This study is an in-depth exploration of police response to domestic abuse. It will examine police officers’ understanding of and attitudes towards domestic abuse. It will also examine policies and processes, the interactions between officers’ attitudes and understanding and the processes they work with, and wider organisational contexts such as performance frameworks and resourcing. It will provide crucial contextual data on officers’ understanding and use of significant national policy interventions such as presumptive arrest. A particular focus of the study will be legislation introduced in December 2015 to criminalise coercive control. Aside from a review of case-files in a single force (Barlow at al., 2018), there has been to our knowledge no published examination of the implementation of this ground-breaking legislation. The recent history of policy and practice on domestic abuse can be seen as one of testing and/or introducing interventions, policies and laws sometimes without adequate understanding of the context in which they are being implemented. There have been calls from within the wider field of policing for greater balance such that research agendas focus as much on correctly diagnosing problems as applying interventions (Innes et al., 2017). This research will provide a rich understanding of officer and staff experiences of responding to domestic abuse, and will identify barriers and facilitators to providing an effective response. It will help us to understand how the College can better support forces in this area.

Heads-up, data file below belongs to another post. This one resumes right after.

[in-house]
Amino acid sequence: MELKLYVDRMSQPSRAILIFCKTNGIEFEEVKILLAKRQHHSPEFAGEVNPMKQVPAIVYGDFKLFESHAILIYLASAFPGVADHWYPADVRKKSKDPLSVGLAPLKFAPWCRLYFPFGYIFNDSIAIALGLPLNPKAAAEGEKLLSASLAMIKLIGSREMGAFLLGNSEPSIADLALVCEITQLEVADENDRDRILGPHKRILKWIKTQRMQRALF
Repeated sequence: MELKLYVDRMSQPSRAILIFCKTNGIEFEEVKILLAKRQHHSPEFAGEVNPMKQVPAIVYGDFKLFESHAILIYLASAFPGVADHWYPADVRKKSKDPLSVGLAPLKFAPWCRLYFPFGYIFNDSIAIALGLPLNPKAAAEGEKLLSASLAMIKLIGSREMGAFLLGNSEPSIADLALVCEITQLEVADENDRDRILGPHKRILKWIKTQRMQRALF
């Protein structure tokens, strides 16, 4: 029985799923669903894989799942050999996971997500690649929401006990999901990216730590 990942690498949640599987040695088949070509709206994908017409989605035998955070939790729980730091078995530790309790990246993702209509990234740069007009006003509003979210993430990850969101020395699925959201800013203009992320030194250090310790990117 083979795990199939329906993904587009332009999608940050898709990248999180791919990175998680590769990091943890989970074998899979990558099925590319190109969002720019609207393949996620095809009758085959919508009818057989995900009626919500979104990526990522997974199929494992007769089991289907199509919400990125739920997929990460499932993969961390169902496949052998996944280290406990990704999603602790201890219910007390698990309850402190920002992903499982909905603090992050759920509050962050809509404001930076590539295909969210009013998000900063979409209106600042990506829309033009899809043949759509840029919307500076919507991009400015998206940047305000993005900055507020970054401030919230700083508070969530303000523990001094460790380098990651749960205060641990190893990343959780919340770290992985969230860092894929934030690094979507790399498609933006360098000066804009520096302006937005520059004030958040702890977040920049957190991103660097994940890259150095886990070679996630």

The research will be undertaken as a 'focused ethnography', and will involve direct observations of officers and staff undertaking their roles. With their permission, researchers will accompany officers and staff as they perform their normal duties, observing and asking questions in order to understand better the challenges associated with responding to domestic abuse. Other methods - such as in-depth semi-structured interviews and analysis of case files - may also be used. Data from field observations will be written up as field notes and coded and analysed following the 'framework' method for the analysis of qualitative data (Richie and Lewis, 2012).